Income Annuities: A Good Retirement Income Choice?
Income annuities can get complicated. There are different types of annuities with many variables. Additionally, getting one started often requires handing over a large sum of money.
If you are close to retirement (or in it), an annuity may be a good fit for reinvesting money tucked away in savings and CDs, mutual funds, 401(k)s and IRAs.
But how do you know which is the right annuity to guarantee a predictable income stream for retirement?
Meet Stan. Stan is concerned about outliving his income. He wants to enjoy his retirement without worrying about money.
The thing is, he’s read about annuities but is not sure where to start. At this point, annuities (as well as handing over a chunk of money) make him uneasy. He wants to sort this out quickly and get on with enjoying life.
He talks to his retirement plan specialist, who breaks down annuities: what they are and how they work.
What is income annuity?
A good way to think of annuities is giving an entity (e.g., an insurance company) a sum of money and in return, getting income payments for the rest of your life (similar to how social security works).
There are different types of annuities that provide lifetime income:
A fixed annuity is similar to a bank-issued certificate of deposit (CD). Unlike a CD, the interest you earn on a fixed annuity is tax deferred, allowing you to benefit from its compounded growth.
Fixed annuities appeal to people who want a low-risk investment. The rates are guaranteed and generally higher than traditional savings options. Additionally, they are not affected by market changes.
With a fixed annuity, you can also pass the asset onto beneficiaries without the expense of probate.
Also called deferred income annuities (DIAs), longevity annuities are good for people who are still planning and saving for retirement. Basically, with this type of annuity, you’re turning a lump sum now into income for later.
Furthermore, DIAs have U.S. Treasury Department and IRS endorsements. This allows people to roll over their 401(k) into this type of annuity.
Also known as a single premium immediate annuity (SPIA), this is a set-and-forget annuity that provides income for the rest of your life. Getting your immediate annuity started requires a one-time, lump-sum investment. And as the name implies, you receive payments right away.
Also, your SPIA may include a life with cash refund or life with installment refund. This sets up your beneficiaries (e.g., spouse and children) to receive 100% of the remaining money after you pass.
These annuities get a bad rap, as they are often loaded with fees and subject to stock market fluctuations. That said, unlike fixed annuities, variable annuities give you the opportunity grow your capital through subaccounts (stocks, bonds, money markets).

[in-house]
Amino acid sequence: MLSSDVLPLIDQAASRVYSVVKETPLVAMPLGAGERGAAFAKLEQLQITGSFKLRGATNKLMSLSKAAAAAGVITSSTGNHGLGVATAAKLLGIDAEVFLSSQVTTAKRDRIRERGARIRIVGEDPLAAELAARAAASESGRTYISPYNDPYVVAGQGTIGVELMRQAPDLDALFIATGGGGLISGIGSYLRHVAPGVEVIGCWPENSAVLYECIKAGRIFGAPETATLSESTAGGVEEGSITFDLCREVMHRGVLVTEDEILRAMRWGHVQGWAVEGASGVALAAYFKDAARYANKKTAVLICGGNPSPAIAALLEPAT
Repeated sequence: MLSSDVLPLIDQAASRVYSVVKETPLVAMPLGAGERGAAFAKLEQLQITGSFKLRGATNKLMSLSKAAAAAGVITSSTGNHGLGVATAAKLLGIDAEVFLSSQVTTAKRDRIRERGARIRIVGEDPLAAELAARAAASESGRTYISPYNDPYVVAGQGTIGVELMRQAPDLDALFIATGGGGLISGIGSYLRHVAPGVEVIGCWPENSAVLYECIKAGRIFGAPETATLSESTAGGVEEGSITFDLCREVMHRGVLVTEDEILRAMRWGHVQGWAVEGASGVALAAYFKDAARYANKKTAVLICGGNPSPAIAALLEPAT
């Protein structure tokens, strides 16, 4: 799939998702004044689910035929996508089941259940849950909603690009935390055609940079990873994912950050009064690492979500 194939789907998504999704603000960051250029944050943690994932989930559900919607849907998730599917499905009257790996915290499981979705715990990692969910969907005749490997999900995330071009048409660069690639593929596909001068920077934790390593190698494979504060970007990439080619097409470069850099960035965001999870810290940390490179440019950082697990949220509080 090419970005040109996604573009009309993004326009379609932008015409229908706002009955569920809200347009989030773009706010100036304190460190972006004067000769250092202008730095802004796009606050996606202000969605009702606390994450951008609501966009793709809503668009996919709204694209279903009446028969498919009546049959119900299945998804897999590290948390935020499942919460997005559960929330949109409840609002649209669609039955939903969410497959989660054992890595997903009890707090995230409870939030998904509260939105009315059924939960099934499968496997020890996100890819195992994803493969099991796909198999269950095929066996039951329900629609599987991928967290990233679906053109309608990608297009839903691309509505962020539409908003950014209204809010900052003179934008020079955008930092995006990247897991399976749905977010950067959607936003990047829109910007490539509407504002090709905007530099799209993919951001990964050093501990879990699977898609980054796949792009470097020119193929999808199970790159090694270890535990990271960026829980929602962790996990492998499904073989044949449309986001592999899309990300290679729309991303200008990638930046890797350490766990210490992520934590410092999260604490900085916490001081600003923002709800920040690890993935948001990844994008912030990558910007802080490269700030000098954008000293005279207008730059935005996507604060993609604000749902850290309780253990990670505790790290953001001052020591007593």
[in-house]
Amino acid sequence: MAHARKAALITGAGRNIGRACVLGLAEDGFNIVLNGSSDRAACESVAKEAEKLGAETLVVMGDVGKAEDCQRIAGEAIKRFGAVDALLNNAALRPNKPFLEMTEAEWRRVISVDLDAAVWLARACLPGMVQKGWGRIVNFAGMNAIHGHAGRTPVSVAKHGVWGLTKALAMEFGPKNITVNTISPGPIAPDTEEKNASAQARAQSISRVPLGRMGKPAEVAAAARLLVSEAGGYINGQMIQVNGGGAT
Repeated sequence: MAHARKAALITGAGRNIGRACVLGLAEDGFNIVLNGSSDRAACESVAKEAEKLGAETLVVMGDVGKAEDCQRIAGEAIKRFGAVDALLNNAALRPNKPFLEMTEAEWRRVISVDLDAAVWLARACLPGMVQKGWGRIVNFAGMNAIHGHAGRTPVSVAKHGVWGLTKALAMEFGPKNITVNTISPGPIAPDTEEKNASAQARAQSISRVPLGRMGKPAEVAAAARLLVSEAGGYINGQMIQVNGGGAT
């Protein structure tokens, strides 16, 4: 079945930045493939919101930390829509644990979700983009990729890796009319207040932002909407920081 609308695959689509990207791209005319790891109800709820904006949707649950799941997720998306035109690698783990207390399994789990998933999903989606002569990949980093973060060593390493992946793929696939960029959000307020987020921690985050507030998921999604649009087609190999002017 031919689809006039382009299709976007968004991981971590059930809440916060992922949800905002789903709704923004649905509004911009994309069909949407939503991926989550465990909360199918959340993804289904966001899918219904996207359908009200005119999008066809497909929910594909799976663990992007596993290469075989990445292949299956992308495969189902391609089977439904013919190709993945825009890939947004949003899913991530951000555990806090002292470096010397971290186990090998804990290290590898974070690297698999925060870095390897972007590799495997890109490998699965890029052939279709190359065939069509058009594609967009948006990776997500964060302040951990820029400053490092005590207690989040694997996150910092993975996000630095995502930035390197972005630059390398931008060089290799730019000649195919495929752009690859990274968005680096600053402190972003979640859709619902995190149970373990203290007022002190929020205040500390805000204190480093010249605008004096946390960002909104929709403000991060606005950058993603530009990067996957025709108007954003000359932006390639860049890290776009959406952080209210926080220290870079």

In many ways, variable annuities are similar to mutual funds (the main differences being in income and death benefit guarantees and how they are taxed). They tend to be a good fit for long-term investments.
When considering variable annuities, have your advisor breakdown all the fees. He’ll analyze the markets and help you choose subaccounts that best fit your risk threshold.
The big question: At what age should you buy an annuity?
Because your annuity is determined by your life expectancy, the older you are when you buy it, the higher you’ll lock in your payments.
Back to Stan…
He is 65 and has $100,000 he can invest in an annuity. Depending on interest rates, if he invests in an immediate annuity, he’ll get about $6,700 a year for the rest of his life. If he waits until he’s 75, he’ll get around $9,350 per year.
Because the $100,000 makes up most of his accessible income, he may want to invest only part of that sum in a fixed annuity. That will ensure he has immediate access to liquid income.
Discuss the options
Ultimately, Stan has different annuity options: some are geared toward accumulation and growth, while others will provide him with guaranteed income as a known monthly, quarterly or yearly amount (regardless of what happens to the money markets).
Stan’s advisor can alleviate his money concerns by helping him diversify and strengthen his portfolio with an annuity. They’ll discuss the pros and cons of each annuity and how the investment will fit Stan’s future financial needs and goals.
Setting up your retirement income should not be difficult or stressful. It’s also something to get done now. Hi, I’m Aaron, MSHP’s retirement plan specialist. I can answer all your annuities questions and get you set up with for a financially secure retirement — with guaranteed predictable income.
Click HERE for your FREE consultation.